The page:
1. a) Functional, performance and safety requirements, according to the intended use,
  2. b) Applicable statutory and regulatory requirements,
  3. c) Where applicable, information derived from previous similar designs,
  4. d) Other requirements essential for design and development, and
  5. e) Output(s) of risk management (see 7.1).

These inputs are reviewed for adequacy over PDR and CDR, and approved. Requirements are complete, unambiguous and not in conflict with each other.  

How Do I Create Design Output In QPack?

According to ISO 13485 Sec. 7.3.3, the outputs of design and development are inserted on a form, which also  enables verification ,and is approved prior to release. Design and development outputs:

  1. Meet the input requirements for design and development                                                                                                                                                               2015-10-31_21-56-25
  2. Provide appropriate information for purchasing, production and for service provision
  3. Contain or reference product acceptance criteria                                                                                                                                                                              2015-10-31_22-02-12
  4. Specify the characteristics of the product that are essential for its safe and proper use.

 

QPack FMEA Section

Risk Product Characteristic

Records of the design and development outputs are maintained (see ISO 13485 Sec. 4.2.4).

NOTE: Records of design and development outputs may include software/hardware specifications, manufacturing procedures, engineering drawings, and engineering or research logbooks.

In QPack you have several sets of work items that can be used to describe the design outputs. In the case of software, the system include work items such as Software Requirements/Software Detail Design/Firmware Requirement/Firmware Detail Design. In relation to hardware design outputs, the system includes Hardware Requirement/Hardware Detail Design, and in the case of mechanical design outputs, there are Mechanical Requirements/Mechanical Details Design (Drawings). All 8 types of work items complete any possible medical device design output.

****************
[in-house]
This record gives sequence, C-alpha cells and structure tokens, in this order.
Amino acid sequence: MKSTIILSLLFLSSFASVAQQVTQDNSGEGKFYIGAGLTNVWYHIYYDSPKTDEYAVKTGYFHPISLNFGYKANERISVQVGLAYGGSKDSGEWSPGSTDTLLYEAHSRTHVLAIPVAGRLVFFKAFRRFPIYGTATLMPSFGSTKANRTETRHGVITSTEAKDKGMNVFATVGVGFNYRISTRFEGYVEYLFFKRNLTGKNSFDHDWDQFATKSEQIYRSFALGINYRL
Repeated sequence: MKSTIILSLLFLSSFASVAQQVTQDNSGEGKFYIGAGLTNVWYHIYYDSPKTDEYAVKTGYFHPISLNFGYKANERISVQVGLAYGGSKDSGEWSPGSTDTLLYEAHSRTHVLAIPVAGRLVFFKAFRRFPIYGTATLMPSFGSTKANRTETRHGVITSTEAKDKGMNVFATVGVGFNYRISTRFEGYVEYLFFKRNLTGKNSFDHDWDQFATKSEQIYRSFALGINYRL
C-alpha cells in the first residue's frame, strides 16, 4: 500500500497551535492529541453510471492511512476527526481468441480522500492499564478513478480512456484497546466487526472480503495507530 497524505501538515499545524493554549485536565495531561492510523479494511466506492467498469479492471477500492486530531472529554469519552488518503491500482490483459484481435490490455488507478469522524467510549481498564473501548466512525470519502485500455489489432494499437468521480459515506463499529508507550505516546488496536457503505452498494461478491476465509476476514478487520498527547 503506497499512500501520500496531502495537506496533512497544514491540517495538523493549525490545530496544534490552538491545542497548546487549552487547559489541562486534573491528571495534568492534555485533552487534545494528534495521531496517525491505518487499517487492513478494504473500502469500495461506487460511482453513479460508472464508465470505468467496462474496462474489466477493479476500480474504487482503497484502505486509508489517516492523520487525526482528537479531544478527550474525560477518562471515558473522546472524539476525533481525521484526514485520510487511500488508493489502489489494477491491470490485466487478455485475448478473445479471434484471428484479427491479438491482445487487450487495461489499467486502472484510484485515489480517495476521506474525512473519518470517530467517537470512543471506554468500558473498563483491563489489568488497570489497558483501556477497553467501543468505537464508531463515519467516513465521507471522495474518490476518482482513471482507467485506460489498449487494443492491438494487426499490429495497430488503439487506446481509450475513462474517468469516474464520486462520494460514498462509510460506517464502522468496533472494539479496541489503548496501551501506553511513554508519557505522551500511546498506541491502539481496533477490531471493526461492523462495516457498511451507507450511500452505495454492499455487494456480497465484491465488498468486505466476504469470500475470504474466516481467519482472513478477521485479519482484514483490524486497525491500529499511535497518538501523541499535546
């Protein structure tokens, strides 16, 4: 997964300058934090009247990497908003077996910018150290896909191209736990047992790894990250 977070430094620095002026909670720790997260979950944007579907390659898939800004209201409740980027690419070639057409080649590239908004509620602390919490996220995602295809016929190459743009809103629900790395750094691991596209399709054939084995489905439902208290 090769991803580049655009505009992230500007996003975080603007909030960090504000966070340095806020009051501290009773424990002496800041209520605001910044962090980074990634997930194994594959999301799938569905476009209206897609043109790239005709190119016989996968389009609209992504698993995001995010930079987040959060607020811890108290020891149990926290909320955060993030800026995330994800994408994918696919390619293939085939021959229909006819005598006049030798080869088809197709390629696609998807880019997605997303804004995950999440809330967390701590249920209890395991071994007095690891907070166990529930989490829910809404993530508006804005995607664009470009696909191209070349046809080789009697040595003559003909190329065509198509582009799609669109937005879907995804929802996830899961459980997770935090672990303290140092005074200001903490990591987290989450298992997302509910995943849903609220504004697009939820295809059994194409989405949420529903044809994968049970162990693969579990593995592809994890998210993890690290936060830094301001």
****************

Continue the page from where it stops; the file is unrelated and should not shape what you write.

Tip Of The Week – Use QPack ALERTS To Keeps People On The Same Page

October 24th, 2015 Posted by ALM 2.0, KPI, Tip Of The Week 0 thoughts on “Tip Of The Week – Use QPack ALERTS To Keeps People On The Same Page”

October 25th 2015 2015-10-24_07-14-47 Amita Gupta in Tip of the Week, QPack


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Use QPack ALERTS To Keeps People On The Same Page

Alerts are very powerful tools useful in keeping track of updates or anything new that happens during the process of Application Life-cycle Development.  Alerts can be configured to signal any type of information in well organized manner. It can also be configured whether you want them to be delivered or not and when. This is done simply by creating views, and by using those views, one can create his own alert to send those views results as email notification to selected  a preset audience. Alerts minimize  the need to gather  updates from each individual in the organisation. For example, alerts are beneficial to a  manager who may want a daily update on how much testing is done, and which requirements have been covered by teams. So instead each team member emailing  reports on completed tasks,, the manager can simply create an alert that collects  the information about the work being done by the team members and schedule that to come in before every morning meeting. So time spent on meeting is less and important issues are raised first.

How Alerts Can Serve Quality Manager?